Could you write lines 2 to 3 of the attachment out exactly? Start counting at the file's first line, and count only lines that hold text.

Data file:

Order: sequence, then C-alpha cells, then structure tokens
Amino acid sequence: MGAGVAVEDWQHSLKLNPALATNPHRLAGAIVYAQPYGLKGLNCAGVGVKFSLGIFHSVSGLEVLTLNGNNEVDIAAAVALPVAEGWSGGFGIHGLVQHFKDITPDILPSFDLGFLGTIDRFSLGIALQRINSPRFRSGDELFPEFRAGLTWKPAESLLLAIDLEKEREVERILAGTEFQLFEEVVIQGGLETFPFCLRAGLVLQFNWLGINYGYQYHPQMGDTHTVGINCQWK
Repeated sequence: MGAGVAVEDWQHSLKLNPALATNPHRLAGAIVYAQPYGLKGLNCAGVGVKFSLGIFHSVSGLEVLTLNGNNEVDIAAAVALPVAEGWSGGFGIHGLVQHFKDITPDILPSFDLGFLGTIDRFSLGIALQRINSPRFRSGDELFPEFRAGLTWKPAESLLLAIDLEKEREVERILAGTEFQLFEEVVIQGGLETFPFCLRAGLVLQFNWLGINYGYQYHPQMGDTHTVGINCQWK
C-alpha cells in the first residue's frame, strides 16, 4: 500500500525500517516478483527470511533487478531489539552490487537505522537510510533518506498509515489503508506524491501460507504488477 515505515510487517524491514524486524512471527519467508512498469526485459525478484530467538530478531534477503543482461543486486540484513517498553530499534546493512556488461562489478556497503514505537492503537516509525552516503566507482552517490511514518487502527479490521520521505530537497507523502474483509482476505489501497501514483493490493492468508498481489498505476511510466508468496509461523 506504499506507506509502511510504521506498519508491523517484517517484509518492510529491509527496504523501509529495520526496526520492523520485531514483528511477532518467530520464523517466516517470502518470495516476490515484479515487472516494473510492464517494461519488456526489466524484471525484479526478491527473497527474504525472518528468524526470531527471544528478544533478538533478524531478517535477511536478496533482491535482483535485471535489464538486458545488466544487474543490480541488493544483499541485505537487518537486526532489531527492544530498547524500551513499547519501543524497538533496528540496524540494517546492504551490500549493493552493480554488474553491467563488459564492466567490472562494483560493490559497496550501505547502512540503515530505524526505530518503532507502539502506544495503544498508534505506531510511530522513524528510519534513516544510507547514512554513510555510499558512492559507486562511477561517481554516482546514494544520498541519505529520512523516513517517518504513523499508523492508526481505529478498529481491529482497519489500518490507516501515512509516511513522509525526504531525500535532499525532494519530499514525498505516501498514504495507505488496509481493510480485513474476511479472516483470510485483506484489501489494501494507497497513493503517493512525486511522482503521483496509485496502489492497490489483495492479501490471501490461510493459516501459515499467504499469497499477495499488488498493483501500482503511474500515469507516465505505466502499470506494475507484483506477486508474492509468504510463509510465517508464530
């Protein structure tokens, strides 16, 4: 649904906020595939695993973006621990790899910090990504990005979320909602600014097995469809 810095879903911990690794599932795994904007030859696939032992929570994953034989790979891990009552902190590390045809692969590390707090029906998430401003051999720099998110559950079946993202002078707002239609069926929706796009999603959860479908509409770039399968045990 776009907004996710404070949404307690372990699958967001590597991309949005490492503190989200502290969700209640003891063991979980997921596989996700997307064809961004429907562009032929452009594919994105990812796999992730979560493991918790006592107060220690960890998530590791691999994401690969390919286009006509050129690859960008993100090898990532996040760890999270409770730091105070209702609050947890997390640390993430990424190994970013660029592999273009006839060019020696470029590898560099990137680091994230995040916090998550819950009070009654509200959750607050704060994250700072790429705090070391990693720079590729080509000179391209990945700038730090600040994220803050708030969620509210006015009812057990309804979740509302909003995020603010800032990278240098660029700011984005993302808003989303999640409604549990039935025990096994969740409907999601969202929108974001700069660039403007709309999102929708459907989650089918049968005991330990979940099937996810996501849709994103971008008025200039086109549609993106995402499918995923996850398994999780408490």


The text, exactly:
Amino acid sequence: MGAGVAVEDWQHSLKLNPALATNPHRLAGAIVYAQPYGLKGLNCAGVGVKFSLGIFHSVSGLEVLTLNGNNEVDIAAAVALPVAEGWSGGFGIHGLVQHFKDITPDILPSFDLGFLGTIDRFSLGIALQRINSPRFRSGDELFPEFRAGLTWKPAESLLLAIDLEKEREVERILAGTEFQLFEEVVIQGGLETFPFCLRAGLVLQFNWLGINYGYQYHPQMGDTHTVGINCQWK
Repeated sequence: MGAGVAVEDWQHSLKLNPALATNPHRLAGAIVYAQPYGLKGLNCAGVGVKFSLGIFHSVSGLEVLTLNGNNEVDIAAAVALPVAEGWSGGFGIHGLVQHFKDITPDILPSFDLGFLGTIDRFSLGIALQRINSPRFRSGDELFPEFRAGLTWKPAESLLLAIDLEKEREVERILAGTEFQLFEEVVIQGGLETFPFCLRAGLVLQFNWLGINYGYQYHPQMGDTHTVGINCQWK